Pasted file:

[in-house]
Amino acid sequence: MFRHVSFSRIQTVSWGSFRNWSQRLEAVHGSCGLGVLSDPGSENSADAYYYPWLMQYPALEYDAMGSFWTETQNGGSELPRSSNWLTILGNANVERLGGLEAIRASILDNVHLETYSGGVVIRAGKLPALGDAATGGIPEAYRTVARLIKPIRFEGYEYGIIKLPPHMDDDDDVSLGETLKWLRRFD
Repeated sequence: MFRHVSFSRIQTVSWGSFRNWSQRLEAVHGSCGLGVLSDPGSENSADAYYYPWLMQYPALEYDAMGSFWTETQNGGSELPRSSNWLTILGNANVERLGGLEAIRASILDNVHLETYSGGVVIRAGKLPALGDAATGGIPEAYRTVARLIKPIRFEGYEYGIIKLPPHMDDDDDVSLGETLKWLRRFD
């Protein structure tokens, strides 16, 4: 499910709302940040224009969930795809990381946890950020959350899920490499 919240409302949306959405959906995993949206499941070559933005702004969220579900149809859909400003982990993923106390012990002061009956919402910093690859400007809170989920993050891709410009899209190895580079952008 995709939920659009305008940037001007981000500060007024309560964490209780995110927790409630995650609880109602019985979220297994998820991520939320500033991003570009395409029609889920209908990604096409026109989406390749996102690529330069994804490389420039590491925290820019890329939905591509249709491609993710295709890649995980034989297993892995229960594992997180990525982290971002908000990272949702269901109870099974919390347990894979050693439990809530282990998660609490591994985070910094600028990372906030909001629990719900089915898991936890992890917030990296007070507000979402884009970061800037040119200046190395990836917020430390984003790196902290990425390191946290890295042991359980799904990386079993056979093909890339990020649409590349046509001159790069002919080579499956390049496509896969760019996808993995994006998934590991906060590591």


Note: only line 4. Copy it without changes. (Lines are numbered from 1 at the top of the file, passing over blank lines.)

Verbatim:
């Protein structure tokens, strides 16, 4: 499910709302940040224009969930795809990381946890950020959350899920490499 919240409302949306959405959906995993949206499941070559933005702004969220579900149809859909400003982990993923106390012990002061009956919402910093690859400007809170989920993050891709410009899209190895580079952008 995709939920659009305008940037001007981000500060007024309560964490209780995110927790409630995650609880109602019985979220297994998820991520939320500033991003570009395409029609889920209908990604096409026109989406390749996102690529330069994804490389420039590491925290820019890329939905591509249709491609993710295709890649995980034989297993892995229960594992997180990525982290971002908000990272949702269901109870099974919390347990894979050693439990809530282990998660609490591994985070910094600028990372906030909001629990719900089915898991936890992890917030990296007070507000979402884009970061800037040119200046190395990836917020430390984003790196902290990425390191946290890295042991359980799904990386079993056979093909890339990020649409590349046509001159790069002919080579499956390049496509896969760019996808993995994006998934590991906060590591």